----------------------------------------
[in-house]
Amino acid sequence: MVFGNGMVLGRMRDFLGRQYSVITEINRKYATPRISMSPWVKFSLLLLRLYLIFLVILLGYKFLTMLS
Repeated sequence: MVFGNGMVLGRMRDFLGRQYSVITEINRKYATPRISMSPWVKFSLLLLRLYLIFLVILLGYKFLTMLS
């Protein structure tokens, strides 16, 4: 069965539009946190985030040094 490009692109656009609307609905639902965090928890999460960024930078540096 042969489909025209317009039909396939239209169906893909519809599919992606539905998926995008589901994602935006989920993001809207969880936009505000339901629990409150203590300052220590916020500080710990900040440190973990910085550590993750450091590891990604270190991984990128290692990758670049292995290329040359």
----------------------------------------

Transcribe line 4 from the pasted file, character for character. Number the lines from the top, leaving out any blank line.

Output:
């Protein structure tokens, strides 16, 4: 069965539009946190985030040094 490009692109656009609307609905639902965090928890999460960024930078540096 042969489909025209317009039909396939239209169906893909519809599919992606539905998926995008589901994602935006989920993001809207969880936009505000339901629990409150203590300052220590916020500080710990900040440190973990910085550590993750450091590891990604270190991984990128290692990758670049292995290329040359």